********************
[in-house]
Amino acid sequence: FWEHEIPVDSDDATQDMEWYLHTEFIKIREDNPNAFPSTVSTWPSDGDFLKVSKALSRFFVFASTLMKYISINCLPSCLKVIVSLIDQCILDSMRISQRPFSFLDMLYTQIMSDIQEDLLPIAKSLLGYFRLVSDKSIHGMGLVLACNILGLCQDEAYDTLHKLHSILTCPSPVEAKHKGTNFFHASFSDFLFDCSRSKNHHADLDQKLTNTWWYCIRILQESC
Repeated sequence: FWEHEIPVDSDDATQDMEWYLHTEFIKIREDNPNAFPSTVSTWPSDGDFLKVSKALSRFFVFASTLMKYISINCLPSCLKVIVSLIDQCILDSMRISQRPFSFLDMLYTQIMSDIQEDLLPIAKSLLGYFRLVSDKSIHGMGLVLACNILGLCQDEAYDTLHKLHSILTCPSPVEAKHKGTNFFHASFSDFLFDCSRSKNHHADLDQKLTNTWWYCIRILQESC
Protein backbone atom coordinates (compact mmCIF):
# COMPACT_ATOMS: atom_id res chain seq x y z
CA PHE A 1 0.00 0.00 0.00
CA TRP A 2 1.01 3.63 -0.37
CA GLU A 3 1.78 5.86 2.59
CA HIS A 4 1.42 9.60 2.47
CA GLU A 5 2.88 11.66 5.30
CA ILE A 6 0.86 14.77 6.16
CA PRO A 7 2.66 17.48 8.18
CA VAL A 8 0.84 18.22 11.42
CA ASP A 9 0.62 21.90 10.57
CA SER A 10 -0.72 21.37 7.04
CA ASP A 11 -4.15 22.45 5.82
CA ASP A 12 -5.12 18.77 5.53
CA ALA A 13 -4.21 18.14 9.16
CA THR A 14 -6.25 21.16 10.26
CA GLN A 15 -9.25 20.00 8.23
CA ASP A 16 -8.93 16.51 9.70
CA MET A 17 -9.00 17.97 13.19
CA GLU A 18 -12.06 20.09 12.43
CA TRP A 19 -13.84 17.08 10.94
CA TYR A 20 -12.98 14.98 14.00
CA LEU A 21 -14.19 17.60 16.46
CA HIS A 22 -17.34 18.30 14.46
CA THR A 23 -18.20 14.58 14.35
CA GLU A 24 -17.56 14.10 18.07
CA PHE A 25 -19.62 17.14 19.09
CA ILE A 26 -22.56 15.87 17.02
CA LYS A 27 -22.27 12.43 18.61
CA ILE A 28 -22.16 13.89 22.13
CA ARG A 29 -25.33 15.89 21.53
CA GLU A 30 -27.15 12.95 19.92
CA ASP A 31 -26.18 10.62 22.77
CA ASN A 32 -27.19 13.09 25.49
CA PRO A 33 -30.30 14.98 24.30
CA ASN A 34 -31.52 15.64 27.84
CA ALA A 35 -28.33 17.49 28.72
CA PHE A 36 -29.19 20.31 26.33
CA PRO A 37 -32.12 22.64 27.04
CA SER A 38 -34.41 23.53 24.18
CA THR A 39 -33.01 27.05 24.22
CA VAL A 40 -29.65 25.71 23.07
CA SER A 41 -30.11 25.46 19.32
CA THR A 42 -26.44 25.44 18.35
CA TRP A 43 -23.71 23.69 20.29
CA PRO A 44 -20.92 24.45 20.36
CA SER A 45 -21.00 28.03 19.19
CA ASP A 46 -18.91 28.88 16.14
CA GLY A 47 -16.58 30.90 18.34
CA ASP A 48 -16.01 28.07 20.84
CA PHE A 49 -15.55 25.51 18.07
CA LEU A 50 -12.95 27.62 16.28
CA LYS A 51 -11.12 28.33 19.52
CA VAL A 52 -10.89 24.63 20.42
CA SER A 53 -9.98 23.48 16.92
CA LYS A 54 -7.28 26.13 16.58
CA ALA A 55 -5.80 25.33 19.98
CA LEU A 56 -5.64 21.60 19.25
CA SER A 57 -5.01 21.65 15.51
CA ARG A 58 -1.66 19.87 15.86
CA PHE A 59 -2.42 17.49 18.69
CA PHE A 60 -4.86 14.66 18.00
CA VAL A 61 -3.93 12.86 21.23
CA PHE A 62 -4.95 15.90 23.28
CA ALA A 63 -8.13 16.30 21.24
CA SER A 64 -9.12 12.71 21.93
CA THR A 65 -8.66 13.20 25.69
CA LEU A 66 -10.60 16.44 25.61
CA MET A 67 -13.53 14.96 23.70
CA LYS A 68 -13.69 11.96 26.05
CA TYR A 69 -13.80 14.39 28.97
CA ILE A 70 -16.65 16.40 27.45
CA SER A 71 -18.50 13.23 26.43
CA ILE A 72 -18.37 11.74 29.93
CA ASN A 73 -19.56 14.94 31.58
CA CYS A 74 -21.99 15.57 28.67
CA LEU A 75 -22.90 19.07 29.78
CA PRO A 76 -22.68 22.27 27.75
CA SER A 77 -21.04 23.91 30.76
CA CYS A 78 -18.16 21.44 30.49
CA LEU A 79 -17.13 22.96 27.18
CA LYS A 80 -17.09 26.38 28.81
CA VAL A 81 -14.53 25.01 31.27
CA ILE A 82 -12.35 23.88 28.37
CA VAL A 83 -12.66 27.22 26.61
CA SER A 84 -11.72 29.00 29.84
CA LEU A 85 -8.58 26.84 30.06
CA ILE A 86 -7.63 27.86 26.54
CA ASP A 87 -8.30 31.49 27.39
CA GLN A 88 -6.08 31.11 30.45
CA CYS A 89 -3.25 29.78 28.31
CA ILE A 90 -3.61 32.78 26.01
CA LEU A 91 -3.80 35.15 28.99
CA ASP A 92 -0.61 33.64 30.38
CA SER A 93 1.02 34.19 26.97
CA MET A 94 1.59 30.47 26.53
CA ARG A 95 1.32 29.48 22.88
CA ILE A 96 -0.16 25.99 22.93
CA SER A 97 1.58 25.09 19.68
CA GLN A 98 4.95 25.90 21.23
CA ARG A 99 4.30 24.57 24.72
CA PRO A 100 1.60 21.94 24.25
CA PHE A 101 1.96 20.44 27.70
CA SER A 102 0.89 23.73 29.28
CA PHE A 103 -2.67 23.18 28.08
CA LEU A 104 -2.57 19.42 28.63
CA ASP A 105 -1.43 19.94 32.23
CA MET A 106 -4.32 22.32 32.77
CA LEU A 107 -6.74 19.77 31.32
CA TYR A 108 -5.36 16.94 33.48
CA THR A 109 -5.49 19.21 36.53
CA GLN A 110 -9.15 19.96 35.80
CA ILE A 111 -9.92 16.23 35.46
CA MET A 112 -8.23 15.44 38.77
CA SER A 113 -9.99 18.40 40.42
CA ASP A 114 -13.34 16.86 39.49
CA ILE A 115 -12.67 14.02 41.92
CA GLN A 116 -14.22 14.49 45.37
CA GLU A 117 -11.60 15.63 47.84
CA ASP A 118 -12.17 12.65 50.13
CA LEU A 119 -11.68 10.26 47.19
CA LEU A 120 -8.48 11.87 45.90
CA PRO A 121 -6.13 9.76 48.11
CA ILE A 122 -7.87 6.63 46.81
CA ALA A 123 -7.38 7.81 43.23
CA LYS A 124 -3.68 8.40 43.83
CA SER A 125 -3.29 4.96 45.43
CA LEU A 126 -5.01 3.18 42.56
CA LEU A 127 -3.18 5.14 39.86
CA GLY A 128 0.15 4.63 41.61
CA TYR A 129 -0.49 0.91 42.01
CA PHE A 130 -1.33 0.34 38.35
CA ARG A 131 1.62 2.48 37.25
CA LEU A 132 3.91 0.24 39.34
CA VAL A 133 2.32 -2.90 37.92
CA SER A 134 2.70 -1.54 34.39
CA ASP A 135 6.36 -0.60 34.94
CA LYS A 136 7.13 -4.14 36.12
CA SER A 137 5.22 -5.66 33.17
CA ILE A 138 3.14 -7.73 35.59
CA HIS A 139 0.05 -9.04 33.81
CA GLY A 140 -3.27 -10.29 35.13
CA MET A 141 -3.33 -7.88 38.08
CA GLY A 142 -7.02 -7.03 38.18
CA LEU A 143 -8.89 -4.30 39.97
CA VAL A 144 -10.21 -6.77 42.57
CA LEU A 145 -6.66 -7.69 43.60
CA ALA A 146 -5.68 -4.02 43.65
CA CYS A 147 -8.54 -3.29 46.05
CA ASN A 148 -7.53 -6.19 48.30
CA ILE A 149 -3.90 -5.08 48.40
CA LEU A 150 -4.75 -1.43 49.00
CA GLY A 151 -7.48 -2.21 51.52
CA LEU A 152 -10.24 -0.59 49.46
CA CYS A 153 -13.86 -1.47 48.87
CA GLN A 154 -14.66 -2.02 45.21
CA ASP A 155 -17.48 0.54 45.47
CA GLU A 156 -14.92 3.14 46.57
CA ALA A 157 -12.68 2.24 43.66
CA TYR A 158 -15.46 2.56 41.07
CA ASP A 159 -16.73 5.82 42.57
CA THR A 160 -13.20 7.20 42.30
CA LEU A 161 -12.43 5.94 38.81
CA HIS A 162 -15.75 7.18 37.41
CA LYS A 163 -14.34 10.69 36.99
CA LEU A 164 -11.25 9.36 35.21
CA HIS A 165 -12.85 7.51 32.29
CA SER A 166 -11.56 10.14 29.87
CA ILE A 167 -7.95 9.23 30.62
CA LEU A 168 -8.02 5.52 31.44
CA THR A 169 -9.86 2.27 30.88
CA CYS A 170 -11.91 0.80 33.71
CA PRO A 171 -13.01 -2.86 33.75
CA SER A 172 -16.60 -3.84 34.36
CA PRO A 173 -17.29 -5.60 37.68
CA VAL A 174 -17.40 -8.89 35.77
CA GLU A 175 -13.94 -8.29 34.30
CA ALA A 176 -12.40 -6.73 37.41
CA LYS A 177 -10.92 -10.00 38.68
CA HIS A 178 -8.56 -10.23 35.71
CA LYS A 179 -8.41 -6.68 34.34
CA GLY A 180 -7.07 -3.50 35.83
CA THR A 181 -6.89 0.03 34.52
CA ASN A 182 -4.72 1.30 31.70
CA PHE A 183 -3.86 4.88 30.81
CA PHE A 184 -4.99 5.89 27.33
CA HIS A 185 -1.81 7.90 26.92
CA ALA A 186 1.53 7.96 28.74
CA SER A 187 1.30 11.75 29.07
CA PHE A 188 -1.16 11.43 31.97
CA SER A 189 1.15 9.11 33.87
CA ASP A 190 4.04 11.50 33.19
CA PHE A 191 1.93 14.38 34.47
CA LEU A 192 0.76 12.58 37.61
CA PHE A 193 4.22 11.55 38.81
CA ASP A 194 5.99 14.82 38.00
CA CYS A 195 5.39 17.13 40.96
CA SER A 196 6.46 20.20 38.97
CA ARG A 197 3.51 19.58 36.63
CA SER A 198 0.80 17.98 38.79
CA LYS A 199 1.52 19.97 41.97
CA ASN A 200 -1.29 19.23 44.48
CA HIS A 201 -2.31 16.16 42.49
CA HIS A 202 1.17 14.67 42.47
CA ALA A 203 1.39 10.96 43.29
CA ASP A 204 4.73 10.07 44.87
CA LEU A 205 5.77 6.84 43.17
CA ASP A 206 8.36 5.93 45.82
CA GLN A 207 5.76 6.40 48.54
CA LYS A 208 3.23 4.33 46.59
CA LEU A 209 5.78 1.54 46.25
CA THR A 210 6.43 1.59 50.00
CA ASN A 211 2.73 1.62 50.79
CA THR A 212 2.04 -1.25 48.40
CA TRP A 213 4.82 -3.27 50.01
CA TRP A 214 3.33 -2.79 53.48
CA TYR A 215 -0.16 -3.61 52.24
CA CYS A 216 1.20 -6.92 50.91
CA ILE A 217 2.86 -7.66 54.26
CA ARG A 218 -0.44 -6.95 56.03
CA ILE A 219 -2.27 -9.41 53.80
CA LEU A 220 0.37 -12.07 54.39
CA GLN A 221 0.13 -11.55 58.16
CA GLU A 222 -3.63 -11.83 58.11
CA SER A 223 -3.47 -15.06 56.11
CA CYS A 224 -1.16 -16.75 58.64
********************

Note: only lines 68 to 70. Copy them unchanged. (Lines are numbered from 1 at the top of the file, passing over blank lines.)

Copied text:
CA ALA A 63 -8.13 16.30 21.24
CA SER A 64 -9.12 12.71 21.93
CA THR A 65 -8.66 13.20 25.69